I’m getting frustrated with the Wii. Andrew has brought home several more games in the hopes of finding one that will finally unlock the mysteries of Gaming—that is, in the hopes of helping me understand just what the attraction really is. So far, after stints with various sports games, Mario Party, Metroid Prime 3: Corruption, Zelda: Twilight Princess, and Surf’s Up, I am perhaps even more baffled than I was before.
Here’s the thing: for me, the games are boring. With Metroid and Zelda, I actually fell asleep while Andrew was maneuvering the characters through dull, seemingly endless rooms and paths with absolutely no clear understanding of what the characters were supposed to be doing or looking for. In Zelda, if you toss a pumpkin against the ground, a green emerald comes out. But so what? What’s it for? Who cares? In theory, I could enjoy exploring the “worlds” of Zelda, but I couldn’t seem to maneuver my horse without just running head-long into trees and stone embankments. Surf’s Up was more entertaining, but I lost interest quickly while Andrew developed a quiet obsession with obtaining more and more points.
I remember my first experience with Gaming: our original Nintendo, with the original Mario game. That, I loved. Running at high speeds through different levels, killing clearly defined (and often cute) enemies, collecting coins, growing to a super-sized Mario or a tiny Mario, dodging fireballs. And Mario 3—the water world, the ice world. Those were fun; those were suspenseful; I remember wanting to play them for hours. So what’s changed?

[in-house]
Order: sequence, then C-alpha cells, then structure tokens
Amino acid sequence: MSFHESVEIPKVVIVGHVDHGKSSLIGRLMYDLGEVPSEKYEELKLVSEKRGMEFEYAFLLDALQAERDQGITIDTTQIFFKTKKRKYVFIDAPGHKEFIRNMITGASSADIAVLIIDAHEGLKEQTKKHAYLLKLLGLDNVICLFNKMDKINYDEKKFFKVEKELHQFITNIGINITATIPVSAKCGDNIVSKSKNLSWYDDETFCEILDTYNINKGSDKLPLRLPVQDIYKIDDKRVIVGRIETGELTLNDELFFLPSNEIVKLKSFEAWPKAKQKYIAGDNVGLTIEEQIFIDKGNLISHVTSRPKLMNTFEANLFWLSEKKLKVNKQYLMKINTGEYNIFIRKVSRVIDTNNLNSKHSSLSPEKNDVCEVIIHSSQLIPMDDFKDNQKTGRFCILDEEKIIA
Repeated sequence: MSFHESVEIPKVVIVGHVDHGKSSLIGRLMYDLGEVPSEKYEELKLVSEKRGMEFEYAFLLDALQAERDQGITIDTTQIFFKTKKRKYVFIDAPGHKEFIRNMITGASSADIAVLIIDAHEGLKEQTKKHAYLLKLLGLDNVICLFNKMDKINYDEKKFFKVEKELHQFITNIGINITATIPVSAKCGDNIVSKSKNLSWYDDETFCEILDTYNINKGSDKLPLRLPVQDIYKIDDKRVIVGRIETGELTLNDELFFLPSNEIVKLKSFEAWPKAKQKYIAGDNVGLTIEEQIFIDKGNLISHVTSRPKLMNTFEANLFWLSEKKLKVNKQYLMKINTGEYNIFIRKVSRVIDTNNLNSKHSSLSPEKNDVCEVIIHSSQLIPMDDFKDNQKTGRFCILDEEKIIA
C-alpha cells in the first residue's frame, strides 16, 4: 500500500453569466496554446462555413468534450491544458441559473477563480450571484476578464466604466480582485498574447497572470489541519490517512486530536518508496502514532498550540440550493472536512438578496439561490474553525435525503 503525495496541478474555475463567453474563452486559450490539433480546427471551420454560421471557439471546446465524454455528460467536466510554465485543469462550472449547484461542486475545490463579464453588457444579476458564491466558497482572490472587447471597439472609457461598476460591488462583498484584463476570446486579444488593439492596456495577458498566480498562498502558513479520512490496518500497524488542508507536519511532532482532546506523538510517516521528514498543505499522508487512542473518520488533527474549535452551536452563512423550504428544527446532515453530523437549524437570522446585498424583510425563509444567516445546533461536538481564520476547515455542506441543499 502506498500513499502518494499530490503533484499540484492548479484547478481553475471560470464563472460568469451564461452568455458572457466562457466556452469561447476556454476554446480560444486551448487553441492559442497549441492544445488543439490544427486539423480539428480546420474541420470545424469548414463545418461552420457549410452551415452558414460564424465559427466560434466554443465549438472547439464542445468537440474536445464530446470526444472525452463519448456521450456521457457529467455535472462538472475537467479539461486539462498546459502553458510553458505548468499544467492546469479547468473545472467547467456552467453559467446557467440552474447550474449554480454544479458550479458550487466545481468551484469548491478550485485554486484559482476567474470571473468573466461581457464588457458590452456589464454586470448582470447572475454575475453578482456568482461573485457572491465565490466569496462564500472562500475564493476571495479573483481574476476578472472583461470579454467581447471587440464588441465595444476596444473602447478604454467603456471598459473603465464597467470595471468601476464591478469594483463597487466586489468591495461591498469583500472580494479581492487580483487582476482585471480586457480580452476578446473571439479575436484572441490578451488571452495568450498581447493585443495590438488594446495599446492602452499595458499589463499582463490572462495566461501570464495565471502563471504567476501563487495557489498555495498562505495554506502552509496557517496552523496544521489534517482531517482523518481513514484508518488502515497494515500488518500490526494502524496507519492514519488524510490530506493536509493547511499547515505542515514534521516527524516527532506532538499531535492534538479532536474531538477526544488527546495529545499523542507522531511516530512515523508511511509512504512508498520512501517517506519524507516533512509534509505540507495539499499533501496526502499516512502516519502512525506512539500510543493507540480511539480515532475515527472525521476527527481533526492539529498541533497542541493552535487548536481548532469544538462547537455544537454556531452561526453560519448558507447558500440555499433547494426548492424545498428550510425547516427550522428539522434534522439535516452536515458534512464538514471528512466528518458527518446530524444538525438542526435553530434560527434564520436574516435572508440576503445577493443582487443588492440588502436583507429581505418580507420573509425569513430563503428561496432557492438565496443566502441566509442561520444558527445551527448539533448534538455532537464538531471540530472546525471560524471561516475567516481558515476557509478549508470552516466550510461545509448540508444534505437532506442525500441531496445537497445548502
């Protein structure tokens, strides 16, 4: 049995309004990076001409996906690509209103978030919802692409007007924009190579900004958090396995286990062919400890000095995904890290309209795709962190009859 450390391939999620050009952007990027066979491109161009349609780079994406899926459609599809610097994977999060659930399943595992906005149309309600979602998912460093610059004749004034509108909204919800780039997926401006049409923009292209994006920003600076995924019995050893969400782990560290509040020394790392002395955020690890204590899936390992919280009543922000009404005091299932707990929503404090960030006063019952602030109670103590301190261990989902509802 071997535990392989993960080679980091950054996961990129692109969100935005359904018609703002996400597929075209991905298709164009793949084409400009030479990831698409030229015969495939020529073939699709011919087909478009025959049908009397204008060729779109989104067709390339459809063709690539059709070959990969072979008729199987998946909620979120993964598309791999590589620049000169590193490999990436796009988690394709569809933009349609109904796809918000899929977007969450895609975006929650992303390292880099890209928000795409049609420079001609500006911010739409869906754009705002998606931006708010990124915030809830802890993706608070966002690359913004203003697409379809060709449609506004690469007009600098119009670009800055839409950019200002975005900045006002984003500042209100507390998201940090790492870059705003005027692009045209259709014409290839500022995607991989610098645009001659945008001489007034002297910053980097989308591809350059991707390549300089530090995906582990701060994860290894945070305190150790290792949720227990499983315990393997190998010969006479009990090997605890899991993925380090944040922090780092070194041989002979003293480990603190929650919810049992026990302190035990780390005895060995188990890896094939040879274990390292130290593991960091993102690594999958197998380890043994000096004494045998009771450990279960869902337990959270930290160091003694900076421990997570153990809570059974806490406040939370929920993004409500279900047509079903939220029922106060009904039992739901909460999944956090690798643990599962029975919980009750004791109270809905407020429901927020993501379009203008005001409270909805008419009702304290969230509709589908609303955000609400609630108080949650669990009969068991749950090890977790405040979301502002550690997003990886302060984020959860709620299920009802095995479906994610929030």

Andrew explained it this way: the current world of Gaming must cater to super-advanced Gamers who want far more than what the early games had to offer. They want elaborate worlds that require total immersion and dedication to crack. These new-generation games require vast knowledge of “cheats” and “codes” in order to unlock the game’s mysteries. Clearly, any Gaming tendencies I have or had rest exclusively with games that no one, in these Gaming days, has any interest in.
Andrew’s livelihood currently lies within the world of Gaming, and so I’ll continue on, trying more games; but for me, even though the Gaming world is closer now than it ever has been or ever will be again, an understanding of this subculture remains stubbornly out of reach.